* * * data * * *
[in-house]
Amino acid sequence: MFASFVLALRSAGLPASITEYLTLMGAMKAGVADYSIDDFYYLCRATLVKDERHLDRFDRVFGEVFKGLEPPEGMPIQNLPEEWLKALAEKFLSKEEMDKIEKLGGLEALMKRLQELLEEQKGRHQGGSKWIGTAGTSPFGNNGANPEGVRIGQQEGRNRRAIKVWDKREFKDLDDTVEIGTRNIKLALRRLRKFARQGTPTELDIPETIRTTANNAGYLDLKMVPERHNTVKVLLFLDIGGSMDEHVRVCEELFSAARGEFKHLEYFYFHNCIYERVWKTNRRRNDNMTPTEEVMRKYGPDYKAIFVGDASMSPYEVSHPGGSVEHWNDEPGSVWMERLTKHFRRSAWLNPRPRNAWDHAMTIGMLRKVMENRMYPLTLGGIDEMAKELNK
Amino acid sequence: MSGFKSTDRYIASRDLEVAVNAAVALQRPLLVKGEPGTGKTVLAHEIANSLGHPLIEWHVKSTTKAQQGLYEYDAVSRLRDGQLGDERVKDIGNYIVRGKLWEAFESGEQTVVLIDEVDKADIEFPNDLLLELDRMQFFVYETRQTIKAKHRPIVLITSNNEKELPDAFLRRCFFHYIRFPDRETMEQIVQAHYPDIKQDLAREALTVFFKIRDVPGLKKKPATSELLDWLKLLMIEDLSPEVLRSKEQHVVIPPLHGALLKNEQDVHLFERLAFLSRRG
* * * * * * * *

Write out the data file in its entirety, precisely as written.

[in-house]
Amino acid sequence: MFASFVLALRSAGLPASITEYLTLMGAMKAGVADYSIDDFYYLCRATLVKDERHLDRFDRVFGEVFKGLEPPEGMPIQNLPEEWLKALAEKFLSKEEMDKIEKLGGLEALMKRLQELLEEQKGRHQGGSKWIGTAGTSPFGNNGANPEGVRIGQQEGRNRRAIKVWDKREFKDLDDTVEIGTRNIKLALRRLRKFARQGTPTELDIPETIRTTANNAGYLDLKMVPERHNTVKVLLFLDIGGSMDEHVRVCEELFSAARGEFKHLEYFYFHNCIYERVWKTNRRRNDNMTPTEEVMRKYGPDYKAIFVGDASMSPYEVSHPGGSVEHWNDEPGSVWMERLTKHFRRSAWLNPRPRNAWDHAMTIGMLRKVMENRMYPLTLGGIDEMAKELNK
Amino acid sequence: MSGFKSTDRYIASRDLEVAVNAAVALQRPLLVKGEPGTGKTVLAHEIANSLGHPLIEWHVKSTTKAQQGLYEYDAVSRLRDGQLGDERVKDIGNYIVRGKLWEAFESGEQTVVLIDEVDKADIEFPNDLLLELDRMQFFVYETRQTIKAKHRPIVLITSNNEKELPDAFLRRCFFHYIRFPDRETMEQIVQAHYPDIKQDLAREALTVFFKIRDVPGLKKKPATSELLDWLKLLMIEDLSPEVLRSKEQHVVIPPLHGALLKNEQDVHLFERLAFLSRRG